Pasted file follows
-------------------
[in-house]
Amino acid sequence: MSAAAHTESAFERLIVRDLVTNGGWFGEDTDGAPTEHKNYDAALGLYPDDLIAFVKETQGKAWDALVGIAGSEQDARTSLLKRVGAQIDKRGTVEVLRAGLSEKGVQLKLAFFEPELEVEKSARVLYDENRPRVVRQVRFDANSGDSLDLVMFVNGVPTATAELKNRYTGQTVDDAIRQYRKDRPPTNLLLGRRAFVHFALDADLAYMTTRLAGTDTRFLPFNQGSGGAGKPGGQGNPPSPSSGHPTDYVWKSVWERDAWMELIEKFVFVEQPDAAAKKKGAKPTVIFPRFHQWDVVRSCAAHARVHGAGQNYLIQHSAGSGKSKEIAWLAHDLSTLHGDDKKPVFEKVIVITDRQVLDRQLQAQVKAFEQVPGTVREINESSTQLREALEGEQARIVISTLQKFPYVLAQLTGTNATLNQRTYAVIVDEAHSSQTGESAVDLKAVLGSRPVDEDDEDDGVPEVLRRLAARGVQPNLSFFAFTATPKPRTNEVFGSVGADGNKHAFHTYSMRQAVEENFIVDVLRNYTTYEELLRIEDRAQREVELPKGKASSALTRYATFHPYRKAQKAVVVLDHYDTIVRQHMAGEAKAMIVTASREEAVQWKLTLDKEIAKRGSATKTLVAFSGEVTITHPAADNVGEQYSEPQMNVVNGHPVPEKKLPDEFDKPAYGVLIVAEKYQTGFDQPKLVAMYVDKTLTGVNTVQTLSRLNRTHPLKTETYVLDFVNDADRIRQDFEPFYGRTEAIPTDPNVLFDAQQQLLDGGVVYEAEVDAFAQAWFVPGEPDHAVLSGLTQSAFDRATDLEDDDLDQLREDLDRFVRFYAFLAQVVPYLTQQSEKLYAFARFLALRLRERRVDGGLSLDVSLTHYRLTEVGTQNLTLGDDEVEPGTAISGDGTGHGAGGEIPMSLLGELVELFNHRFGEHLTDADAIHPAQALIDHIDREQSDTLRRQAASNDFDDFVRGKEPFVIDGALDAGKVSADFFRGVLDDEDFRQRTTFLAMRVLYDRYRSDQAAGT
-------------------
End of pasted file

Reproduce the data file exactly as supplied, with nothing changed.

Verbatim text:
[in-house]
Amino acid sequence: MSAAAHTESAFERLIVRDLVTNGGWFGEDTDGAPTEHKNYDAALGLYPDDLIAFVKETQGKAWDALVGIAGSEQDARTSLLKRVGAQIDKRGTVEVLRAGLSEKGVQLKLAFFEPELEVEKSARVLYDENRPRVVRQVRFDANSGDSLDLVMFVNGVPTATAELKNRYTGQTVDDAIRQYRKDRPPTNLLLGRRAFVHFALDADLAYMTTRLAGTDTRFLPFNQGSGGAGKPGGQGNPPSPSSGHPTDYVWKSVWERDAWMELIEKFVFVEQPDAAAKKKGAKPTVIFPRFHQWDVVRSCAAHARVHGAGQNYLIQHSAGSGKSKEIAWLAHDLSTLHGDDKKPVFEKVIVITDRQVLDRQLQAQVKAFEQVPGTVREINESSTQLREALEGEQARIVISTLQKFPYVLAQLTGTNATLNQRTYAVIVDEAHSSQTGESAVDLKAVLGSRPVDEDDEDDGVPEVLRRLAARGVQPNLSFFAFTATPKPRTNEVFGSVGADGNKHAFHTYSMRQAVEENFIVDVLRNYTTYEELLRIEDRAQREVELPKGKASSALTRYATFHPYRKAQKAVVVLDHYDTIVRQHMAGEAKAMIVTASREEAVQWKLTLDKEIAKRGSATKTLVAFSGEVTITHPAADNVGEQYSEPQMNVVNGHPVPEKKLPDEFDKPAYGVLIVAEKYQTGFDQPKLVAMYVDKTLTGVNTVQTLSRLNRTHPLKTETYVLDFVNDADRIRQDFEPFYGRTEAIPTDPNVLFDAQQQLLDGGVVYEAEVDAFAQAWFVPGEPDHAVLSGLTQSAFDRATDLEDDDLDQLREDLDRFVRFYAFLAQVVPYLTQQSEKLYAFARFLALRLRERRVDGGLSLDVSLTHYRLTEVGTQNLTLGDDEVEPGTAISGDGTGHGAGGEIPMSLLGELVELFNHRFGEHLTDADAIHPAQALIDHIDREQSDTLRRQAASNDFDDFVRGKEPFVIDGALDAGKVSADFFRGVLDDEDFRQRTTFLAMRVLYDRYRSDQAAGT